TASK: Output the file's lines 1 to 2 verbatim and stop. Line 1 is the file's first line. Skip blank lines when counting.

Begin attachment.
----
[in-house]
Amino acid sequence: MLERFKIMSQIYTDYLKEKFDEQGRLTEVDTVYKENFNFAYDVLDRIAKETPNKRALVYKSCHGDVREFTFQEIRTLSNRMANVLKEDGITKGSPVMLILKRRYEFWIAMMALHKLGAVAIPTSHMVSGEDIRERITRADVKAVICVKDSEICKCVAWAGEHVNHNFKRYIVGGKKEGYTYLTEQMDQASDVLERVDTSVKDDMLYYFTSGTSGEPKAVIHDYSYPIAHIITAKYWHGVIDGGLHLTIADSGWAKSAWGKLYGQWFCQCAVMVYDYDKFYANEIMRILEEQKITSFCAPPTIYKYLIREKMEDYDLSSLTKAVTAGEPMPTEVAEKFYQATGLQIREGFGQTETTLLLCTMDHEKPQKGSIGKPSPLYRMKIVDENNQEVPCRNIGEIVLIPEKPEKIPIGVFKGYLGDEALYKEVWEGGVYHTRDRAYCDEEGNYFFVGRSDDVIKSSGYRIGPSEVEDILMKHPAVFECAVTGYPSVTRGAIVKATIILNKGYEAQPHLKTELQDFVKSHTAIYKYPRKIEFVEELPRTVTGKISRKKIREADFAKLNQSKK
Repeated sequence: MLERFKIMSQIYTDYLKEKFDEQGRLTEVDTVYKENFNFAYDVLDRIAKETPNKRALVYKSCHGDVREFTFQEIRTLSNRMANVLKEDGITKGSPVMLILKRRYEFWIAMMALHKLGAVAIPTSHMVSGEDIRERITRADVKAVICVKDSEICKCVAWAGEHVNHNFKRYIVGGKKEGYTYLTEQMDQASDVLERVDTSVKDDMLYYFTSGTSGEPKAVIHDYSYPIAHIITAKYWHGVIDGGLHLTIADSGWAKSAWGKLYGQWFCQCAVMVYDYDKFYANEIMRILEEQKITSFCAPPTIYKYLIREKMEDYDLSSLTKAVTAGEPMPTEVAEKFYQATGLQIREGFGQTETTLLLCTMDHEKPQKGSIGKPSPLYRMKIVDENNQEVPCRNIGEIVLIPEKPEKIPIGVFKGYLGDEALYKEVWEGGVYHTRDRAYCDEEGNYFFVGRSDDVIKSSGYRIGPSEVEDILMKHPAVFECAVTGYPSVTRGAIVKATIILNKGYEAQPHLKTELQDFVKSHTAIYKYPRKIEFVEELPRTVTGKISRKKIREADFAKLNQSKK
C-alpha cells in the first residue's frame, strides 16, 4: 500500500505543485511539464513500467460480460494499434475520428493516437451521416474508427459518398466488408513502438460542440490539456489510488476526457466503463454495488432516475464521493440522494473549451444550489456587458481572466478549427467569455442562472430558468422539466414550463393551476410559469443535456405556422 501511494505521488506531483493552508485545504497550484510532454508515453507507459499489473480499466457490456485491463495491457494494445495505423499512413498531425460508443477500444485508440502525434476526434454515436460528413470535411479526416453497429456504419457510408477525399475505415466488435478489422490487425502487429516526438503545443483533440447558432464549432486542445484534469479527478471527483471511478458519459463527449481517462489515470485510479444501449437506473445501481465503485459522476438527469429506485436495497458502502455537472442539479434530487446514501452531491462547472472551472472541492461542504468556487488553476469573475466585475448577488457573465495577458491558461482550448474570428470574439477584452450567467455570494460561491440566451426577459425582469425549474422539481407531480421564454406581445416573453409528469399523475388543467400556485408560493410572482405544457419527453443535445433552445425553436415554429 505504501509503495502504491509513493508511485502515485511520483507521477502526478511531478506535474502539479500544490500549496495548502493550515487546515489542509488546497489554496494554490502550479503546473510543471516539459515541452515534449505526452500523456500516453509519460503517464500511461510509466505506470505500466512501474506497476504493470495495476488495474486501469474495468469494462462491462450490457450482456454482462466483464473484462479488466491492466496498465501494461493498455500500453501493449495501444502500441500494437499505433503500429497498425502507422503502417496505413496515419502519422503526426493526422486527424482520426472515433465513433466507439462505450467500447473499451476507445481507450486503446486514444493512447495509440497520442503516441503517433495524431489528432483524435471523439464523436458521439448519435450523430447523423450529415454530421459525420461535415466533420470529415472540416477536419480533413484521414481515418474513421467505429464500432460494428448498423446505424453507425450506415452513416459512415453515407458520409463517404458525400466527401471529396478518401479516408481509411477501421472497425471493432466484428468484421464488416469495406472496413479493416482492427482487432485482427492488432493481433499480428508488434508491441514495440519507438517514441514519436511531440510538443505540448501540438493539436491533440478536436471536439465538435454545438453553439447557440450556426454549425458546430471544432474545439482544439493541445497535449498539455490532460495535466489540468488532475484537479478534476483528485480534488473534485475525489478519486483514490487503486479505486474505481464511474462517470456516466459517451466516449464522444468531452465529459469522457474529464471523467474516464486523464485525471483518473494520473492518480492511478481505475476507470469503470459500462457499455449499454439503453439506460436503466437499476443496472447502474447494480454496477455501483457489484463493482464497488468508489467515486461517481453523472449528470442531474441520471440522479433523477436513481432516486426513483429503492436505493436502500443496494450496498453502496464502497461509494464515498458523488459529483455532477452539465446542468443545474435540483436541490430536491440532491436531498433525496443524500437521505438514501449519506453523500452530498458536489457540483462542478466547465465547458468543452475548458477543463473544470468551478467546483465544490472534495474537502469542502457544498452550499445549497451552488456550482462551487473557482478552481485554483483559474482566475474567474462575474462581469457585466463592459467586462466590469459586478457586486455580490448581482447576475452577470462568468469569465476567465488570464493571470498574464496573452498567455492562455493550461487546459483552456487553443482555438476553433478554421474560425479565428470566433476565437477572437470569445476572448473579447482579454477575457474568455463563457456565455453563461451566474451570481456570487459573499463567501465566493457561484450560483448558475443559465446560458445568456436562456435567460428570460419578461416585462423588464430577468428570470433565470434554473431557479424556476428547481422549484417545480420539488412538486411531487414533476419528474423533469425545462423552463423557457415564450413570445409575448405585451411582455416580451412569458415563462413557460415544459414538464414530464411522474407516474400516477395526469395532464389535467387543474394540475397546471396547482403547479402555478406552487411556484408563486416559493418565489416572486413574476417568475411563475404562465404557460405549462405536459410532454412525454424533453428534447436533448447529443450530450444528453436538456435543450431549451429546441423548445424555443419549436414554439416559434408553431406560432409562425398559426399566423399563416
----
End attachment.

[in-house]
Amino acid sequence: MLERFKIMSQIYTDYLKEKFDEQGRLTEVDTVYKENFNFAYDVLDRIAKETPNKRALVYKSCHGDVREFTFQEIRTLSNRMANVLKEDGITKGSPVMLILKRRYEFWIAMMALHKLGAVAIPTSHMVSGEDIRERITRADVKAVICVKDSEICKCVAWAGEHVNHNFKRYIVGGKKEGYTYLTEQMDQASDVLERVDTSVKDDMLYYFTSGTSGEPKAVIHDYSYPIAHIITAKYWHGVIDGGLHLTIADSGWAKSAWGKLYGQWFCQCAVMVYDYDKFYANEIMRILEEQKITSFCAPPTIYKYLIREKMEDYDLSSLTKAVTAGEPMPTEVAEKFYQATGLQIREGFGQTETTLLLCTMDHEKPQKGSIGKPSPLYRMKIVDENNQEVPCRNIGEIVLIPEKPEKIPIGVFKGYLGDEALYKEVWEGGVYHTRDRAYCDEEGNYFFVGRSDDVIKSSGYRIGPSEVEDILMKHPAVFECAVTGYPSVTRGAIVKATIILNKGYEAQPHLKTELQDFVKSHTAIYKYPRKIEFVEELPRTVTGKISRKKIREADFAKLNQSKK